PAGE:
Phishing Scheme Causes $440,000 Loss


A Cautionary Tale for South Carolina Closing Lawyers

phishing1An employee falls prey to a phishing scheme causing her computer to contract a virus that allows an unscrupulous third party access to her user name and password and allows the third party to mimic the computer’s IP address and other characteristics. The thief instructs the bank to wire $440,000 to a bank in Cypress, beyond the reach of U.S. authorities.

This story gives me cold chills and is the true account of Choice Escrow and Land Title, LLC v. BancorpSouth Bank, an Eight Circuit Court of Appeals case from June of 2014.

The victim of the scheme was a Missouri real estate escrow service company, a company that handles real estate closings. That company sued the bank but lost because it had not followed the bank’s security measures.

The bank used four security measures for wire transfers:

  1. Each employee had a unique user ID and password;domain security
  2. Bank software recorded the IP address and other information about each employee’s computer. If a user attempted to wire from an unrecognized computer, the user would be prompted to answer challenge questions.
  3. The bank allowed customers to place dollar limits on the daily volume of wire transfer activity.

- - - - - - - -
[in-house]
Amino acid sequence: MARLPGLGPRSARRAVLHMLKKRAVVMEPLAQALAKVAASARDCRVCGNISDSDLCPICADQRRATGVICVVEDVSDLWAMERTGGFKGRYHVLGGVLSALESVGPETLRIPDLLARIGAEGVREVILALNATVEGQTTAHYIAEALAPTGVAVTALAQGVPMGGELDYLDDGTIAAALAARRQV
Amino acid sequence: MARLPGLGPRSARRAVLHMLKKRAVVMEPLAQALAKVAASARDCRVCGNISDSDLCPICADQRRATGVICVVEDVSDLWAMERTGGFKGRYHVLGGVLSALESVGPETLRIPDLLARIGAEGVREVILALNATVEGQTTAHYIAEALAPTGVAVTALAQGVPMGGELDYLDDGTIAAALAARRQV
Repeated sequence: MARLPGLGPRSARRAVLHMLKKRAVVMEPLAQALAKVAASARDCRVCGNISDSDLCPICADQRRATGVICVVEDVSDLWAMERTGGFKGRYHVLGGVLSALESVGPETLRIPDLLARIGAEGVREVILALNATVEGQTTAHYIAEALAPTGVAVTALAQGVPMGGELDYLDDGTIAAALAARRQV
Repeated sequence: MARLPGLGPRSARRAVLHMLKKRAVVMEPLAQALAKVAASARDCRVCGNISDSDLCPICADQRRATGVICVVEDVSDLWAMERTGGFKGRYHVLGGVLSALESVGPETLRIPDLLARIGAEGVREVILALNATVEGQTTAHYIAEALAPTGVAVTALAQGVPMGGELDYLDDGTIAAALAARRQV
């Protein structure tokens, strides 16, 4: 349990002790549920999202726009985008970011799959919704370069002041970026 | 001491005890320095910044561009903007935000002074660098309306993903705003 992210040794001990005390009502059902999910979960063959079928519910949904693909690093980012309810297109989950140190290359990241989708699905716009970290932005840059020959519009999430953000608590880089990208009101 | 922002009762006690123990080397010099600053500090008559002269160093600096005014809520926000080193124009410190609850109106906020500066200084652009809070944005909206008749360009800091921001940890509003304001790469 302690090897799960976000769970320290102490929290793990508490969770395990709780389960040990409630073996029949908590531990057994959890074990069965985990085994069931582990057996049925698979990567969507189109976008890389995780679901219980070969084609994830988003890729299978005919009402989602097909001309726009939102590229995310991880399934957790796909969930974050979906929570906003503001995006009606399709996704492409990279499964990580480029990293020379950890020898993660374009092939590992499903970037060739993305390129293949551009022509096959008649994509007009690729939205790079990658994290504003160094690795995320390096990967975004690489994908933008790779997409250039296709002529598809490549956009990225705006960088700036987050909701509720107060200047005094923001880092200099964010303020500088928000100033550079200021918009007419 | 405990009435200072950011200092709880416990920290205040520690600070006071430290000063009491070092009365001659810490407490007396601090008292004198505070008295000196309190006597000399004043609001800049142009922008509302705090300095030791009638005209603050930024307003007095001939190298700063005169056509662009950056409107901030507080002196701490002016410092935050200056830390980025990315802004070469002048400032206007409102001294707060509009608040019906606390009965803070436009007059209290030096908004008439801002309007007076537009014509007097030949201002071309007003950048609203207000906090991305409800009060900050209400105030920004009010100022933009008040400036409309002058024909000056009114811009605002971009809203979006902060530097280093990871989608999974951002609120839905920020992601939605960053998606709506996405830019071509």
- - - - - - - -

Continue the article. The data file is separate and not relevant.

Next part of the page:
4. The bank offered “dual control” which required one user to initiate a wire and another user to approve the wire. The initiator and the approver had to have separate user IDs and passwords.

Choice Escrow had declined dual control twice mainly because of the inconvenience of it and the fact that an employee may need to wire funds when only one person is in the office.

This case is an example of a failure to comply with Pillar 2 of ATLA’s Best Practices which requires appropriate and effective escrow controls and staff training in order to safeguard client funds. As South Carolina attorneys, we already have the duty to protect client funds. Don’t let your office fall prey to this kind of scheme by failing to follow security measures in the interest of convenience.

I am the treasurer of a non-profit organization that has too few employees for normal safeguards. For that reason, the bank statements are mailed to my house, and I am a second signatory for checks. My point? Safeguards can be accomplished even in very small offices.

The CFPB and Best Practices are going to require these safeguards. Implement them now!

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